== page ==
- When traveling with your pet, call ahead to make sure your pet will be welcome at any hotels or homes where you intend to stay.
- Travel from state to state usually requires a health certificate and proof of Rabies vaccination for each pet, which has been signed by a veterinarian.
- Holiday treats, such as rich, fatty food scraps, meat (cooked and uncooked), bones, alcoholic beverages, and chocolate, can be harmful or toxic to your pet. Do not allow friends and relatives to give your pet special treats. It could ruin everyone's holiday.
- Always be sure your pet is wearing a current identification tag on their collar (a city/county dog license or Rabies tag is no substitution for a proper ID tag with your current address and phone number).
- Always take a copy of your pet's medical records with you when you travel, should your pet require emergency treatment while you're away from home.
- Remember that sometimes the best solution for everyone is to make arrangements for a sitter to watch your pet in your home or to bring your pet to a boarding facility.
Special Concerns for Outdoor Pets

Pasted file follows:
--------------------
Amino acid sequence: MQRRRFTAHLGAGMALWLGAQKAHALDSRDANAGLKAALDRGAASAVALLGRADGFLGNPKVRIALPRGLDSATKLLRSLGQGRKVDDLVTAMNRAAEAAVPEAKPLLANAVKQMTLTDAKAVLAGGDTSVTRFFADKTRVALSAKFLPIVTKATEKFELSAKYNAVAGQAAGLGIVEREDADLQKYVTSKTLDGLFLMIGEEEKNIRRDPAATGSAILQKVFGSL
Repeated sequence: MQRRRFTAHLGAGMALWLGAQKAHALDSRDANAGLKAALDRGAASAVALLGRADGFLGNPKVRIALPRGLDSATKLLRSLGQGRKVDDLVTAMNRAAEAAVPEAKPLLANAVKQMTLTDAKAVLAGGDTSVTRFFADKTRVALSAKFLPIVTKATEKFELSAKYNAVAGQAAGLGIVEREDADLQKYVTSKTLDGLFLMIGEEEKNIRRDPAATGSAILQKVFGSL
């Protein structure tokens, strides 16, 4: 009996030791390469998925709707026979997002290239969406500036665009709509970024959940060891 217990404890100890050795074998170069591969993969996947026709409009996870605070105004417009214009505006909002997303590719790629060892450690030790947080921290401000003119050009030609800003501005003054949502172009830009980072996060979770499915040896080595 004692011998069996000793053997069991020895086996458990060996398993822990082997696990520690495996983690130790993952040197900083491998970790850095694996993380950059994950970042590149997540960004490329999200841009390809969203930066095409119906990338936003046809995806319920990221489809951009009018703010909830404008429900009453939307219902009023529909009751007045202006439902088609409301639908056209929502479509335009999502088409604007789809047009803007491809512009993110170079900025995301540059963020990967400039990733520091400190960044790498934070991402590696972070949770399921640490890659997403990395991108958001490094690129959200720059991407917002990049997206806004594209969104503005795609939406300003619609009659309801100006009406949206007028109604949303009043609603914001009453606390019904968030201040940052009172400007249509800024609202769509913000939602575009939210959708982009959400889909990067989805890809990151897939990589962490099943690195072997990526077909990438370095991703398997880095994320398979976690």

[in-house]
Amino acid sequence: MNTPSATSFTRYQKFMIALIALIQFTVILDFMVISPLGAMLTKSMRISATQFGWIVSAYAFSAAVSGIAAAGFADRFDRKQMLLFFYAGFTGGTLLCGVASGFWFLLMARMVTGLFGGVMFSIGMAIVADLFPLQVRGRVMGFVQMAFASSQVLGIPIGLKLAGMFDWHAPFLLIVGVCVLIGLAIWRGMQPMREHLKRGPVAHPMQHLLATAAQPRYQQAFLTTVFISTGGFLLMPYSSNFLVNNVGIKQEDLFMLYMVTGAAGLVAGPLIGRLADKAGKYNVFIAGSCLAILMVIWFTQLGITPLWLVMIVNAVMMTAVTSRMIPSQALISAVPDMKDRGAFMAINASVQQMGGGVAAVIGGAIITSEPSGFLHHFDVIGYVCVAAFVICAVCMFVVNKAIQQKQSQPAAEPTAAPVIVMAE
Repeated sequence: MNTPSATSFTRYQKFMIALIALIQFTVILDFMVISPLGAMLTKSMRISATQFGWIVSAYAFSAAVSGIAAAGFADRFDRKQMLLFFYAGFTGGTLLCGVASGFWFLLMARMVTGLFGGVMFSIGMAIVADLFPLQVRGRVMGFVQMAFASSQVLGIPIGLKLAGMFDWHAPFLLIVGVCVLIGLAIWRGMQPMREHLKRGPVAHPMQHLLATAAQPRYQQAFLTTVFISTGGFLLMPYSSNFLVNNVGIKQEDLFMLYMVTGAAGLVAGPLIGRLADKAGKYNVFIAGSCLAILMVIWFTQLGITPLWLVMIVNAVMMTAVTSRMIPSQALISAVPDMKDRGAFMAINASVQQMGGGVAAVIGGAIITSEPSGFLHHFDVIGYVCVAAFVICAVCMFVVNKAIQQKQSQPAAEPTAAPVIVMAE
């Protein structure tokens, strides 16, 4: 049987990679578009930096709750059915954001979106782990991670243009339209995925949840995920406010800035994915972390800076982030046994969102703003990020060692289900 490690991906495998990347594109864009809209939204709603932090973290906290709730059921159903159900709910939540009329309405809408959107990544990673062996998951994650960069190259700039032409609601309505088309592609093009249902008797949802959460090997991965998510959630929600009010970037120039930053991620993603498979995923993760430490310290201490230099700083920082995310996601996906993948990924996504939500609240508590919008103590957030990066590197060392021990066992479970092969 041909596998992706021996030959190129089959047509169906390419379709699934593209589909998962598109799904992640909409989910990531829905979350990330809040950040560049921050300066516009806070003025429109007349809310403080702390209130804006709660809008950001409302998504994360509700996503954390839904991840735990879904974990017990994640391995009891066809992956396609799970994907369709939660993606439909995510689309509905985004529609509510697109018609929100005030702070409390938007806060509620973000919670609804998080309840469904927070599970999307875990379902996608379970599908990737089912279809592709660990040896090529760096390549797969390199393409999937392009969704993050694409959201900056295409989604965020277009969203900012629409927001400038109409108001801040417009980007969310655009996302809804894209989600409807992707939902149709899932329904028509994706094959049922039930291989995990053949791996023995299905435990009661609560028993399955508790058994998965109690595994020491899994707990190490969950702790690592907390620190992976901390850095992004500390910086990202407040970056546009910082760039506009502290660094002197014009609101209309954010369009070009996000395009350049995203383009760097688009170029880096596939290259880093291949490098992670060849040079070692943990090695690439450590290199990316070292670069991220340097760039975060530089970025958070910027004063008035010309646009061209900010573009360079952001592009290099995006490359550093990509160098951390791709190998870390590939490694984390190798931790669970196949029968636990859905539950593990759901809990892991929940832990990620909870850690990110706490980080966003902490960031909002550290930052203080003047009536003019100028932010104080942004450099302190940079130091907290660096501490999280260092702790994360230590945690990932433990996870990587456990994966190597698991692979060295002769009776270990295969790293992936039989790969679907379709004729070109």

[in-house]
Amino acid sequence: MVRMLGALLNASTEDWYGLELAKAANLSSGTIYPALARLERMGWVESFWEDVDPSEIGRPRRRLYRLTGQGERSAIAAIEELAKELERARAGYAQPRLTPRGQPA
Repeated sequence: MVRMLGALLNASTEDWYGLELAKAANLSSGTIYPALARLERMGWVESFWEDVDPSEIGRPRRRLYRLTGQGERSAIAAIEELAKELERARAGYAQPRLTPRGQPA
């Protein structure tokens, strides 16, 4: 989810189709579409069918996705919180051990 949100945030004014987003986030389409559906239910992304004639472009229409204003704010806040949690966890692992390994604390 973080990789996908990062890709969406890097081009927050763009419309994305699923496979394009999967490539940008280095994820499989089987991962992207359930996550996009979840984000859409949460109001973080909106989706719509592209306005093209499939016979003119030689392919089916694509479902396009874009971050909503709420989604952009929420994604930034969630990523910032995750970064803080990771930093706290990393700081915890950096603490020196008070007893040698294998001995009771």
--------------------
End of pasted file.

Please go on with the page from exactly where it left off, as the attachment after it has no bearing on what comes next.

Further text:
- It is best to keep pets indoors during the winter months, but if this is not possible, it is important to remember no matter what the temperature, wind chill can threaten a pet's life. In severely cold or inclement weather, no pet should be kept outside.
- Well-nourished dogs are better prepared to withstand the rigors of winter, particularly if housed outdoors. Outdoor dogs normally need more food to generate enough energy to cope with the cold. This is easily accomplished by feeding a high-quality, nutritionally complete and balanced dog food.
- Offer your dog fresh water several times during the day or use an electrically-heated water bowl. Water sources may need to be heated to permit constant access to unfrozen, drinkable water. Even when using a heated water dish, your pet's water still should be monitored regularly.
- Use plastic food and water bowls rather than metal; when the temperature is low, your pet's tongue can stick and freeze to metal.
- Outdoor pets must be provided with adequate and appropriate shelter. Shelters should be insulated or heated and watertight. Because they use their own body heat to keep warm, the shelter should be large enough to allow your dog to sit and lie down comfortably, but small enough to preserve their body heat. The floor should be raised a few inches off the ground and covered with cedar shavings or straw. The house should be turned to face away from the wind, and the doorway should be covered with waterproof burlap or heavy plastic to keep out winter winds, sleet, and snow.